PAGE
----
Topeka, Kansas' Gary Dixon fought for his country in the Vietnam war and lived to talk about it, despite being exposed to Agent Orange. Now he's got stage four lung cancer with little time left to live.
Dixon went to pick up his prescribed pain medication this week and was denied simply because he had smoked marijuana. "I went in to get a refill on my pain medication and they refused to let me have it, because I have marijuana in my blood," Dixon said in an interview with a local NBC news station.
"I hurt, and I hurt from something I got fighting for my country," Dixon added.
Dixon takes 10-15 pills a day to combat the pain from cancer. He's the latest example of a growing national debate about veteran's rights and whether they should be denied prescription medications because they use marijuana for mental, physical or emotional pain—pain caused by fighting for their country.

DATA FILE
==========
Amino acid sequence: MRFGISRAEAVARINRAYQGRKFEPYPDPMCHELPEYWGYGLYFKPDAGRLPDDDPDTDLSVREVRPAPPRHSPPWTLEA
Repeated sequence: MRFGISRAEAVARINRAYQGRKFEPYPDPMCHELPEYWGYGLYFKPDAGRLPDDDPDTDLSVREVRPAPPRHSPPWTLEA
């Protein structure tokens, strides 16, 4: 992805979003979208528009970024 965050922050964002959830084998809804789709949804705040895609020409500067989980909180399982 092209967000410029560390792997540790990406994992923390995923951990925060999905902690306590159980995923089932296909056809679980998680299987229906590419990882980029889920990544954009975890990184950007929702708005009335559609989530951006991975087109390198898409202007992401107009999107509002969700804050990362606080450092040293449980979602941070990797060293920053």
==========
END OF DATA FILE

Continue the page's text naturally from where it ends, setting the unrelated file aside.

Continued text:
Under a newish VA guideline, veterans can get their prescriptions filled, or use marijuana, but can't do both.
Dixon says he'll continue to use marijuana because it's helping him, and will try to find the $400 a month to pay out of pocket for his medications.
Currently, there are several veteran groups lobbying congress to change the VA's policy about using marijuana.